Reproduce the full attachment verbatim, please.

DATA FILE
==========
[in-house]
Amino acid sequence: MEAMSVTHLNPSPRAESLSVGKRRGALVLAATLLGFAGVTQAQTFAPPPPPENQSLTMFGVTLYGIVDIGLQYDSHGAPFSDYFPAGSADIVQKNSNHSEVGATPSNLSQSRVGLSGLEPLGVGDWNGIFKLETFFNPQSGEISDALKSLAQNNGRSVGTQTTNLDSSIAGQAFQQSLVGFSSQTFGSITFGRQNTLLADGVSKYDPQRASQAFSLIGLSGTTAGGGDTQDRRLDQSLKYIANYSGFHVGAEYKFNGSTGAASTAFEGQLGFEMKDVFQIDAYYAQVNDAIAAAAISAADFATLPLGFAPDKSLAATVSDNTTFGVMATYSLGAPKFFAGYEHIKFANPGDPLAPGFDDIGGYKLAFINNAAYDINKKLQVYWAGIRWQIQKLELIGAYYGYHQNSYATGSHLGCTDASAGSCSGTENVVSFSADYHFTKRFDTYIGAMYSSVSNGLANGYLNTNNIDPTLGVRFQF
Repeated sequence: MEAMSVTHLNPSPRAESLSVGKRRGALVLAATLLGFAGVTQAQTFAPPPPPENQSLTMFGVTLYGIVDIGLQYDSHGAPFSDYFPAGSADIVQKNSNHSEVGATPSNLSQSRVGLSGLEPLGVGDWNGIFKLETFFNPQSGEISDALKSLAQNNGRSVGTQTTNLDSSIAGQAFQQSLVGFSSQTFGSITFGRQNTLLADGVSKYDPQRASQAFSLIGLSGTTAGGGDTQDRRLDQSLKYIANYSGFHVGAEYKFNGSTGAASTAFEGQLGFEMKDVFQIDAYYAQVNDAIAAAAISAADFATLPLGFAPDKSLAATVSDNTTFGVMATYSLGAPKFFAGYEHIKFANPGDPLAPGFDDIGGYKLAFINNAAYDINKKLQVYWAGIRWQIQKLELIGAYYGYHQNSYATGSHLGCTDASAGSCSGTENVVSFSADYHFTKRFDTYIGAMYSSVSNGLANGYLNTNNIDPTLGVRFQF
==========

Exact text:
[in-house]
Amino acid sequence: MEAMSVTHLNPSPRAESLSVGKRRGALVLAATLLGFAGVTQAQTFAPPPPPENQSLTMFGVTLYGIVDIGLQYDSHGAPFSDYFPAGSADIVQKNSNHSEVGATPSNLSQSRVGLSGLEPLGVGDWNGIFKLETFFNPQSGEISDALKSLAQNNGRSVGTQTTNLDSSIAGQAFQQSLVGFSSQTFGSITFGRQNTLLADGVSKYDPQRASQAFSLIGLSGTTAGGGDTQDRRLDQSLKYIANYSGFHVGAEYKFNGSTGAASTAFEGQLGFEMKDVFQIDAYYAQVNDAIAAAAISAADFATLPLGFAPDKSLAATVSDNTTFGVMATYSLGAPKFFAGYEHIKFANPGDPLAPGFDDIGGYKLAFINNAAYDINKKLQVYWAGIRWQIQKLELIGAYYGYHQNSYATGSHLGCTDASAGSCSGTENVVSFSADYHFTKRFDTYIGAMYSSVSNGLANGYLNTNNIDPTLGVRFQF
Repeated sequence: MEAMSVTHLNPSPRAESLSVGKRRGALVLAATLLGFAGVTQAQTFAPPPPPENQSLTMFGVTLYGIVDIGLQYDSHGAPFSDYFPAGSADIVQKNSNHSEVGATPSNLSQSRVGLSGLEPLGVGDWNGIFKLETFFNPQSGEISDALKSLAQNNGRSVGTQTTNLDSSIAGQAFQQSLVGFSSQTFGSITFGRQNTLLADGVSKYDPQRASQAFSLIGLSGTTAGGGDTQDRRLDQSLKYIANYSGFHVGAEYKFNGSTGAASTAFEGQLGFEMKDVFQIDAYYAQVNDAIAAAAISAADFATLPLGFAPDKSLAATVSDNTTFGVMATYSLGAPKFFAGYEHIKFANPGDPLAPGFDDIGGYKLAFINNAAYDINKKLQVYWAGIRWQIQKLELIGAYYGYHQNSYATGSHLGCTDASAGSCSGTENVVSFSADYHFTKRFDTYIGAMYSSVSNGLANGYLNTNNIDPTLGVRFQF